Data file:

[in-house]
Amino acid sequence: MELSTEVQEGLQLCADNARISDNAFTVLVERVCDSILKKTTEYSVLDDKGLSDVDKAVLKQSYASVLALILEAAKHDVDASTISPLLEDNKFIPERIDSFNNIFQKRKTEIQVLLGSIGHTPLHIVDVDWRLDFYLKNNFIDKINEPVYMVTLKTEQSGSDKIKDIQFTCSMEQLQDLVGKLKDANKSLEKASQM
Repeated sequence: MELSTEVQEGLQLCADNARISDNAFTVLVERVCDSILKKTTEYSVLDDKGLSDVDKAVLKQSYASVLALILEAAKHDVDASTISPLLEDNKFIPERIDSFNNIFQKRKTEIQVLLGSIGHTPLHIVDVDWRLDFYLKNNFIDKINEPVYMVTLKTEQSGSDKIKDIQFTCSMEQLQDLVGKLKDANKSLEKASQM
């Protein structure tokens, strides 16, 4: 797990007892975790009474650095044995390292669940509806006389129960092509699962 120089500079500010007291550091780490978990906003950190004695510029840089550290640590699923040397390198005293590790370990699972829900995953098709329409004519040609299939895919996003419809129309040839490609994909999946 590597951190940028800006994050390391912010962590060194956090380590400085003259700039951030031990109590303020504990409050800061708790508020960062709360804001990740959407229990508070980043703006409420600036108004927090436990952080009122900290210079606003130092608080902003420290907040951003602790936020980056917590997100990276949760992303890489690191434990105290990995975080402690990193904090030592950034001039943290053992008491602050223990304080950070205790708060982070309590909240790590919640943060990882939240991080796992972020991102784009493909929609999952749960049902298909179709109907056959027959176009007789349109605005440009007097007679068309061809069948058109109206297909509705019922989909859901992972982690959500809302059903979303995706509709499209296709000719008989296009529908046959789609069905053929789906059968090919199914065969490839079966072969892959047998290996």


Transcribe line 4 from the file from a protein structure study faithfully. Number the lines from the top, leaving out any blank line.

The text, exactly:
């Protein structure tokens, strides 16, 4: 797990007892975790009474650095044995390292669940509806006389129960092509699962 120089500079500010007291550091780490978990906003950190004695510029840089550290640590699923040397390198005293590790370990699972829900995953098709329409004519040609299939895919996003419809129309040839490609994909999946 590597951190940028800006994050390391912010962590060194956090380590400085003259700039951030031990109590303020504990409050800061708790508020960062709360804001990740959407229990508070980043703006409420600036108004927090436990952080009122900290210079606003130092608080902003420290907040951003602790936020980056917590997100990276949760992303890489690191434990105290990995975080402690990193904090030592950034001039943290053992008491602050223990304080950070205790708060982070309590909240790590919640943060990882939240991080796992972020991102784009493909929609999952749960049902298909179709109907056959027959176009007789349109605005440009007097007679068309061809069948058109109206297909509705019922989909859901992972982690959500809302059903979303995706509709499209296709000719008989296009529908046959789609069905053929789906059968090919199914065969490839079966072969892959047998290996």